Formalin test was performed since the results of the writhing test alone could not ascertain the source of antinociception. It evaluates antinociceptive property in two distinct phases. In the early/first phase, neurogenic pain is induced by direct chemical stimulation of the sensory afferent fibers; particularly c-fibers. The involvement of substance P and bradykinin has also been reported. Pain is induced by prostaglandins, histamine, bradykinin, and serotonin in the late phase [37]. Drugs that act on the central nervous system inhibit both phases while peripherally acting drugs inhibit the late phase only [38]. EFHB suppressed the licking time in both phases and appeared effective on both tonic inflammatory and central pain.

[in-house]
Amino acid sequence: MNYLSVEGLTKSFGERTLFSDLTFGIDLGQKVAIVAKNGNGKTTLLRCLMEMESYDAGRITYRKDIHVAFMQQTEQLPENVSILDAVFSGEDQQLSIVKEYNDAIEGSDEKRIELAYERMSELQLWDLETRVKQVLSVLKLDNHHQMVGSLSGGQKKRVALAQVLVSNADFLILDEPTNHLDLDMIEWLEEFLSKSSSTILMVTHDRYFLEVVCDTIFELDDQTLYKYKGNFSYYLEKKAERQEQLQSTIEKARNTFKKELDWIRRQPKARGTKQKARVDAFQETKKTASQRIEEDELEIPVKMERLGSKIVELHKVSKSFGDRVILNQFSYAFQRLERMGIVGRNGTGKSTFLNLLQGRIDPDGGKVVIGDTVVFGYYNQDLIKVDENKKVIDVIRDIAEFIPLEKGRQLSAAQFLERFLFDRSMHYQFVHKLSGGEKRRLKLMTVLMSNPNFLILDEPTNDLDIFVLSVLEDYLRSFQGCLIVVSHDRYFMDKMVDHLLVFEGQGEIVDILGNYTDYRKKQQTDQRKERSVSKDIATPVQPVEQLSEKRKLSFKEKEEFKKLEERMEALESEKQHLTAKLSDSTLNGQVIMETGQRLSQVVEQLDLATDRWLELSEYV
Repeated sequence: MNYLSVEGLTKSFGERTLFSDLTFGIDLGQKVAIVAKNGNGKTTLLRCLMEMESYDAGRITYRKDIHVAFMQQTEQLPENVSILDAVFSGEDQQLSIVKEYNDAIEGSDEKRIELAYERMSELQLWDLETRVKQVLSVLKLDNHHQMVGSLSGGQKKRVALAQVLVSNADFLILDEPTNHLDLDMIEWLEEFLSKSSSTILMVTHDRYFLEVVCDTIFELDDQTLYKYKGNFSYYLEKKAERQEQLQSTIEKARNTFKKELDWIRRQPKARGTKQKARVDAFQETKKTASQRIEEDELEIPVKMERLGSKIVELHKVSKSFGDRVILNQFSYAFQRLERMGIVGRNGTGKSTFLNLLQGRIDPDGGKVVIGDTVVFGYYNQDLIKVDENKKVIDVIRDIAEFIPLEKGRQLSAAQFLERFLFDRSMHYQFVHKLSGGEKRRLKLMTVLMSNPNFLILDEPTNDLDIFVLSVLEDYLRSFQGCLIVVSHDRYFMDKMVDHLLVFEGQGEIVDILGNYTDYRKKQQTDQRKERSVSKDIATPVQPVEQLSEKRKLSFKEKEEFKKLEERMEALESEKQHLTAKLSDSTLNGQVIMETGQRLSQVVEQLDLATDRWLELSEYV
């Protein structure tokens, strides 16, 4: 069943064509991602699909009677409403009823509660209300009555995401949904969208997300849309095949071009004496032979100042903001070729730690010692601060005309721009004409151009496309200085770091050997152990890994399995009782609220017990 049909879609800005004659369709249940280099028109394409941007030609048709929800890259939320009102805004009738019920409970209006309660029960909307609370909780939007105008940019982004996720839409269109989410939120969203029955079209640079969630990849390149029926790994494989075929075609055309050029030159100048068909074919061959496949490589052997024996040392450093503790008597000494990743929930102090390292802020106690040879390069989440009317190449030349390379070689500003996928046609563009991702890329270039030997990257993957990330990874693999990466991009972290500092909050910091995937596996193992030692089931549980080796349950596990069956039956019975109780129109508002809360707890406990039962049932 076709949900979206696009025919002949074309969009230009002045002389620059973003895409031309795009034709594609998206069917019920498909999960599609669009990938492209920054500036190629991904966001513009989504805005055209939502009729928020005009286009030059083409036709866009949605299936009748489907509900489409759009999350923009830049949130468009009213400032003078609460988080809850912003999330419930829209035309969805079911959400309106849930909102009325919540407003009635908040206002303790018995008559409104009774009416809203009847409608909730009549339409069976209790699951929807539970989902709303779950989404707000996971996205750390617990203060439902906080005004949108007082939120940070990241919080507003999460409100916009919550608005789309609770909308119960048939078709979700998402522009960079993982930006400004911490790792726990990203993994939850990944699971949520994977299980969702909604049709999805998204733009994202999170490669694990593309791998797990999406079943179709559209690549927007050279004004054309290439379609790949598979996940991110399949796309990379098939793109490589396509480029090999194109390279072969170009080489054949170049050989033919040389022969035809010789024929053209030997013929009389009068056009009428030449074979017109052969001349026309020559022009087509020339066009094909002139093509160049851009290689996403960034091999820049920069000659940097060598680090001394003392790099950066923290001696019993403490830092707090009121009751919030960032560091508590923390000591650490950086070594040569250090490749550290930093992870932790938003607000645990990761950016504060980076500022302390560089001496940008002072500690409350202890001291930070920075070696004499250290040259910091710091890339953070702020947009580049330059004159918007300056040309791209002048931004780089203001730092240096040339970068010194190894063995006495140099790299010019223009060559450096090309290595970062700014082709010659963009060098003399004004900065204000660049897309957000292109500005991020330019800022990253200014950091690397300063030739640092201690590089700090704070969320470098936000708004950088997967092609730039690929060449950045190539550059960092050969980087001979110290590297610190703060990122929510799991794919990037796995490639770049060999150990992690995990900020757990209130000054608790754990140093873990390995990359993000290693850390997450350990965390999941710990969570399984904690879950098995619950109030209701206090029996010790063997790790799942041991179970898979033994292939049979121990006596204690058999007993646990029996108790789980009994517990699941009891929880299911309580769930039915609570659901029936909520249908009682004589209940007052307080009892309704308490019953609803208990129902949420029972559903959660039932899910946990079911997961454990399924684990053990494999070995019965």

The hot plate and tail immersion tests are widely used for assessing central antinociceptive activity. They are distinguished by their tendency to respond to the pain stimuli, as the hot plate demonstrates supraspinal reflex mediated by μ1 and μ2 opioid receptors while the tail immersion monitors a spinal reflex involving μ2 and δ opioid receptors [39, 40]. Opioid agents exhibit their analgesic effects both via supraspinal (κ3, μ1, δ1, and σ2) and spinal (μ2, δ2, and κ1) receptors [39]. In our experiments, EFHB exhibited significant dose dependent but lesser antinociceptive activity than morphine. To verify possible centrally acting antinociceptive mechanism of EFHB, the inhibitory effect of naloxone was carried out. μ opioid receptor is the major target site for morphine, while naloxone reversed the antinociceptive effect of morphine. Likewise, naloxone also reversed the analgesic response of EFHB against thermal stimuli. This can be explained by the presence of β-amyrin acetate which is responsible for analgesic effect by vanilloid receptor (TRPV1) [41] and also by reducing neuropathic hyperalgesia produced by the direct activation of the cannabinoid receptors [42].